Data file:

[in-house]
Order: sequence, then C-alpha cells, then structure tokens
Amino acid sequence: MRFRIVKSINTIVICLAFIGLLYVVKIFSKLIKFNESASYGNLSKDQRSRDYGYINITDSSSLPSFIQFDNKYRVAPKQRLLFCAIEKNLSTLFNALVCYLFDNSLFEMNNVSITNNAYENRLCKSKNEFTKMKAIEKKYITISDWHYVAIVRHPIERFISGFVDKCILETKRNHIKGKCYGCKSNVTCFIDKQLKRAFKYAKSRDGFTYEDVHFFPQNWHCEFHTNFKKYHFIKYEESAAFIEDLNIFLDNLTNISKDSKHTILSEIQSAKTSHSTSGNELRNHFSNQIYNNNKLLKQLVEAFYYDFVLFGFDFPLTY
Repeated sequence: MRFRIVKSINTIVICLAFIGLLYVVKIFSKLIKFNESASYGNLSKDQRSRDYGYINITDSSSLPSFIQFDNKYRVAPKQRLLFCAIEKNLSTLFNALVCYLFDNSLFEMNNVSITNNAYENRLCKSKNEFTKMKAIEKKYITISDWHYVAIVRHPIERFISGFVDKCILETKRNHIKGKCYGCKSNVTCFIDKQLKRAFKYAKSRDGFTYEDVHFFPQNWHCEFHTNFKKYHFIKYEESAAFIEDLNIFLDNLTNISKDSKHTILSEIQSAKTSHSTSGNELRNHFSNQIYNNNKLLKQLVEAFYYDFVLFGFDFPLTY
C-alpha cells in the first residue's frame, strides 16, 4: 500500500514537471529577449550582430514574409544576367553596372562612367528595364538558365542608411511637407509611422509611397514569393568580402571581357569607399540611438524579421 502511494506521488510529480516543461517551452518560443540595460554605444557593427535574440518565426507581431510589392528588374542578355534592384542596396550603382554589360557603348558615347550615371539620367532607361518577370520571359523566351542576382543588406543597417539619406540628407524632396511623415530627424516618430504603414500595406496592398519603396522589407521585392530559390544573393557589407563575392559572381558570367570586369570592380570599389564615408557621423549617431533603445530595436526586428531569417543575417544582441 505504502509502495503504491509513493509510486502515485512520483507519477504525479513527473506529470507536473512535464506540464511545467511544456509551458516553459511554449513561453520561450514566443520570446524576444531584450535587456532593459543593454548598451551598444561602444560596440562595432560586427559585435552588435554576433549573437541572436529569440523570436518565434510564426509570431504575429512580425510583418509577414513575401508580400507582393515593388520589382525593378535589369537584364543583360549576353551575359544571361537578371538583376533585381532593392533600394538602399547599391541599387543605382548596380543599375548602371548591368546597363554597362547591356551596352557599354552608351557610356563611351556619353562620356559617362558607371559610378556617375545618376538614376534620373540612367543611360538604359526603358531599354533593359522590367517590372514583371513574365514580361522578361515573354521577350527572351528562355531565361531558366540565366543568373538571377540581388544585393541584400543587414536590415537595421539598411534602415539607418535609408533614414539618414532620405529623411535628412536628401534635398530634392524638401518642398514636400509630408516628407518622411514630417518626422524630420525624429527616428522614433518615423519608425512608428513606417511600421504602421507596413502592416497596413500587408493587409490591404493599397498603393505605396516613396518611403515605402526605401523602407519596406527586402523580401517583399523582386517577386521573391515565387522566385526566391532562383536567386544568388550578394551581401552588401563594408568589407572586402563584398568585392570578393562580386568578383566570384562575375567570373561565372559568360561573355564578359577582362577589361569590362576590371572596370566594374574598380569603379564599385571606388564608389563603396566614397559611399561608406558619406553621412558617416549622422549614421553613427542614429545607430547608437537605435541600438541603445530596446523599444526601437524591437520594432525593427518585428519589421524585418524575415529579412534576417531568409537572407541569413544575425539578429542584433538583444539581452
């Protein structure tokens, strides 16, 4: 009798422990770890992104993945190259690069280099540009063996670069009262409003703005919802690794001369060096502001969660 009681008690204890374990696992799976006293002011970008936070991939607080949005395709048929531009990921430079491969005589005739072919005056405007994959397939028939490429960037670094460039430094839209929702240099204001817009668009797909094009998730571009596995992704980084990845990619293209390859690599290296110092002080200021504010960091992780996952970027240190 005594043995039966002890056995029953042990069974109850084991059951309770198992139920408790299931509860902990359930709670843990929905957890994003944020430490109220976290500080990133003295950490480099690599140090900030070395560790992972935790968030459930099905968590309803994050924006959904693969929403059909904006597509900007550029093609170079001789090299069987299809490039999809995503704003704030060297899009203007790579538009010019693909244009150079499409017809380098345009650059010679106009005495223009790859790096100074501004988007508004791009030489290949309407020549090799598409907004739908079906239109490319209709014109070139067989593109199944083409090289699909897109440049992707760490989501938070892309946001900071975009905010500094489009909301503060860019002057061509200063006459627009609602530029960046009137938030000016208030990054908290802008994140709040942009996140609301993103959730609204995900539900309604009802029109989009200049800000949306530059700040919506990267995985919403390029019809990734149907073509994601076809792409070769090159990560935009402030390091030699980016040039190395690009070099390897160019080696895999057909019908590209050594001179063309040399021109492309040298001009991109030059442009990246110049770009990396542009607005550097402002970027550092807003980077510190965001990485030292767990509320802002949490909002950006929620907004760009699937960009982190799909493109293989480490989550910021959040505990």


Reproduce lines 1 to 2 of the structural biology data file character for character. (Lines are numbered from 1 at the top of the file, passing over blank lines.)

[in-house]
Order: sequence, then C-alpha cells, then structure tokens